A mentoring program connecting recent skilled immigrants with local professionals is getting recognition, along with TD Bank Group, whose workers have mentored 1000 immigrants.
The Toronto Region Immigrant Employment Council executive director Margaret Eaton said the Mentoring Partnership was key to ensuring new immigrants were ready and able to find jobs.
"The Mentoring Partnership has made over 7,000 mentoring matches and has proven to be a successful strategy to help skilled immigrants find meaningful employment," says Margaret Eaton, Executive Director, TRIEC. "TD is a corporate leader in mentoring skilled immigrants and using that experience to build the cultural competency of its employees and strengthen the inclusiveness of the workplace."
The partnership brings together recent skilled immigrants and established professionals in occupation-specific mentoring relationships with locals share job search tips, industry insights and professional contacts, as well as helping skilled immigrant mentees establish a professional network in Canada.
"At TD, mentoring skilled immigrants is a key part of our developing leaders," says Manjit Singh, Senior Vice President, Finance, TD Canada Trust and a TRIEC board member. "We are involved with The Mentoring Partnership Program because it delivers the proverbial "win-win-win". It connects newcomers with productive employment, it develops leaders and it builds understanding."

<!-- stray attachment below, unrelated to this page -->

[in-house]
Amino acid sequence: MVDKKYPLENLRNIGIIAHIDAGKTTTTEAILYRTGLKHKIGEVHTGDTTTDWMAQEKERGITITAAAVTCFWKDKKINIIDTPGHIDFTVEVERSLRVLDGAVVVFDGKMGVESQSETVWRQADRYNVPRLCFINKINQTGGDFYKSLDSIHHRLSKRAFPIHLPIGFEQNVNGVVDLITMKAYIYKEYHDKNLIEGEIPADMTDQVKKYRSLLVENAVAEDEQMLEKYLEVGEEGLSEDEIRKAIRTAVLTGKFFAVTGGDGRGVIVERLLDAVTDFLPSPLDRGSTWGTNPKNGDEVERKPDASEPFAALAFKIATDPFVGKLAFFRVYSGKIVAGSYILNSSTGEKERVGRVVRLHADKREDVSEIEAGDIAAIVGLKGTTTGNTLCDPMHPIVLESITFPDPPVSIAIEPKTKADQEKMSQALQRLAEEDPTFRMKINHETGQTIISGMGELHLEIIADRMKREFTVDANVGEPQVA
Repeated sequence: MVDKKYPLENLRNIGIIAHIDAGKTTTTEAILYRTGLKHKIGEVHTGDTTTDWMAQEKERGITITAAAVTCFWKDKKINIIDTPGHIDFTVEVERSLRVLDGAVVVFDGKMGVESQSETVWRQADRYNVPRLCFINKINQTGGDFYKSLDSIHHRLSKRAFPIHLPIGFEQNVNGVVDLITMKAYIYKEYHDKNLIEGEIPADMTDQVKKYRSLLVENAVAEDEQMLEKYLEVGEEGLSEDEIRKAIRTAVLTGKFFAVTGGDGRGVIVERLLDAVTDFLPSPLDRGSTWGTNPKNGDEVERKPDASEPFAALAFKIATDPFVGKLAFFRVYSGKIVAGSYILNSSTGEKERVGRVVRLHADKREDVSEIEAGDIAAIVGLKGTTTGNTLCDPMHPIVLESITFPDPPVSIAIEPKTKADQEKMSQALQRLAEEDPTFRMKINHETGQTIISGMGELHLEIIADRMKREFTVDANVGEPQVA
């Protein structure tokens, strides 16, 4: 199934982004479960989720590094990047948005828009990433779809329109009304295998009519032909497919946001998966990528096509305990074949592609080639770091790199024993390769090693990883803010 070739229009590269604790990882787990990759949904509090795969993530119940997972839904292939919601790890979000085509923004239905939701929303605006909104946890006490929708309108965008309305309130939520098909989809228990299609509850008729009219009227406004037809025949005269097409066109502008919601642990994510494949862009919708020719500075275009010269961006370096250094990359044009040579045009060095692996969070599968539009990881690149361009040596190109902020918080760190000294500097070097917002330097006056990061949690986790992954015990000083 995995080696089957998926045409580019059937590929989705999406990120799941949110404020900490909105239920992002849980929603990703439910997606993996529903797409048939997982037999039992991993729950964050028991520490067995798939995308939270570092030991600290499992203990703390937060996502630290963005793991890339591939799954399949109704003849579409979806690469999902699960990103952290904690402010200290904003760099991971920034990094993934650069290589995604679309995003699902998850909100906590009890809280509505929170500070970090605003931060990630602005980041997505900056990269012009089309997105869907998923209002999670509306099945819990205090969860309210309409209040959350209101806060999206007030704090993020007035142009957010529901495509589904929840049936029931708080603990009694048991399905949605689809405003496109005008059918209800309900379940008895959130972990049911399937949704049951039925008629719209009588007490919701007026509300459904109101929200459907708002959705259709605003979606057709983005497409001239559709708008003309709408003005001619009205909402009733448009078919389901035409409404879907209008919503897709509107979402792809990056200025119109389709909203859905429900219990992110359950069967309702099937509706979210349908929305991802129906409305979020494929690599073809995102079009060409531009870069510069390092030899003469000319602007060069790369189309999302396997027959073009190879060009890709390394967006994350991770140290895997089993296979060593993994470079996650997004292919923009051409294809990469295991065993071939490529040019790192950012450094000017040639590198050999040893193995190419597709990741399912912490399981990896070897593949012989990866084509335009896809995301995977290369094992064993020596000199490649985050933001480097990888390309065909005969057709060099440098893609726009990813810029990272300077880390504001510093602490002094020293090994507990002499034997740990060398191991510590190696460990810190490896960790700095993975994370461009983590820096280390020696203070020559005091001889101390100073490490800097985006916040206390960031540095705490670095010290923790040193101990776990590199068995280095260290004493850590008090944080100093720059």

Mentors say they gain as much as they give by mentoring skilled immigrants. This year, The Mentoring Partnership recognized seven mentors who see so much value in the program that they have mentored more than ten times.
"I enjoy mentoring. It not only helps me to be a better listener, but also to be a better person and to appreciate the challenges a newcomer, which I was once, has to go through," says Sam Samanta, Senior Financial Analyst at the City of Toronto and a ten-time mentor. "I learn a lot. I learn about other countries, culture and education systems. And it's an eye-opener."
The Mentoring Partnership is also focused on recruiting former mentees to take on a mentoring role.
"My mentor was able to help me build my network in the industry here in Canada," says Tim Tabassum Iqbal, Executive Director of Blue Green Systems and a former mentee. Now a mentor, Tim is helping other new immigrants like himself. "Newcomers come with such passion for their new country and for finding success. All they need is some help channelling that passion and I knew that I could help with that."
CGI Group Inc. and Mackenzie Investments were also recognized for reaching the 100 mentoring matches milestone this year. Both companies have been dedicated employer partners and see significant benefits from their involvement in the program.
"There is no downside to being a mentor," said Michael Grahlman, Director, Business Systems Analysis at CGI and a mentor with the program. "From a business perspective CGI was able to tap into new talent pools and skillsets. And from a personal perspective, it forces you to look at the work environment and the norms, boundaries and expectations in a different way and think about the implications of these in your business."